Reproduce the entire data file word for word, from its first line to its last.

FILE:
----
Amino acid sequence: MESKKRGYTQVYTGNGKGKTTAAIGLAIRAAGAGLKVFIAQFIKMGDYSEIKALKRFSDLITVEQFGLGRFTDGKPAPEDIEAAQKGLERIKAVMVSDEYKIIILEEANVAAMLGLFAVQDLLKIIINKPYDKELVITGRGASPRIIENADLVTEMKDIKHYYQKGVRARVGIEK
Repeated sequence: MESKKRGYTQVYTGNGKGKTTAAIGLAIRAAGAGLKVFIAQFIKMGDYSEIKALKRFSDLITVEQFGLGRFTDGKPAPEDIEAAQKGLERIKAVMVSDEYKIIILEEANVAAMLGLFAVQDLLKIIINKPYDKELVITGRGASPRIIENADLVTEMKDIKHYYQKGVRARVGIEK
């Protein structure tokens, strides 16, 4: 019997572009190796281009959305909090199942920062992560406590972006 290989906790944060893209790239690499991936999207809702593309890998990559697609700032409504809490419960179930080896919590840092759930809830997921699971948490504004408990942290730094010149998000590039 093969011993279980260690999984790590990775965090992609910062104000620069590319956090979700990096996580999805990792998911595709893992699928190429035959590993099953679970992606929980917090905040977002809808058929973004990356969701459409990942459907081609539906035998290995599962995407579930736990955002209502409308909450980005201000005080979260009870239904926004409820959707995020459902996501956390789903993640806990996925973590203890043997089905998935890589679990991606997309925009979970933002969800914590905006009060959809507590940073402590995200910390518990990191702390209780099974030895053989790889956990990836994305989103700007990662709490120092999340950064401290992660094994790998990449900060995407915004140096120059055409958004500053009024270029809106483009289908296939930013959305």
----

Amino acid sequence: MESKKRGYTQVYTGNGKGKTTAAIGLAIRAAGAGLKVFIAQFIKMGDYSEIKALKRFSDLITVEQFGLGRFTDGKPAPEDIEAAQKGLERIKAVMVSDEYKIIILEEANVAAMLGLFAVQDLLKIIINKPYDKELVITGRGASPRIIENADLVTEMKDIKHYYQKGVRARVGIEK
Repeated sequence: MESKKRGYTQVYTGNGKGKTTAAIGLAIRAAGAGLKVFIAQFIKMGDYSEIKALKRFSDLITVEQFGLGRFTDGKPAPEDIEAAQKGLERIKAVMVSDEYKIIILEEANVAAMLGLFAVQDLLKIIINKPYDKELVITGRGASPRIIENADLVTEMKDIKHYYQKGVRARVGIEK
């Protein structure tokens, strides 16, 4: 019997572009190796281009959305909090199942920062992560406590972006 290989906790944060893209790239690499991936999207809702593309890998990559697609700032409504809490419960179930080896919590840092759930809830997921699971948490504004408990942290730094010149998000590039 093969011993279980260690999984790590990775965090992609910062104000620069590319956090979700990096996580999805990792998911595709893992699928190429035959590993099953679970992606929980917090905040977002809808058929973004990356969701459409990942459907081609539906035998290995599962995407579930736990955002209502409308909450980005201000005080979260009870239904926004409820959707995020459902996501956390789903993640806990996925973590203890043997089905998935890589679990991606997309925009979970933002969800914590905006009060959809507590940073402590995200910390518990990191702390209780099974030895053989790889956990990836994305989103700007990662709490120092999340950064401290992660094994790998990449900060995407915004140096120059055409958004500053009024270029809106483009289908296939930013959305």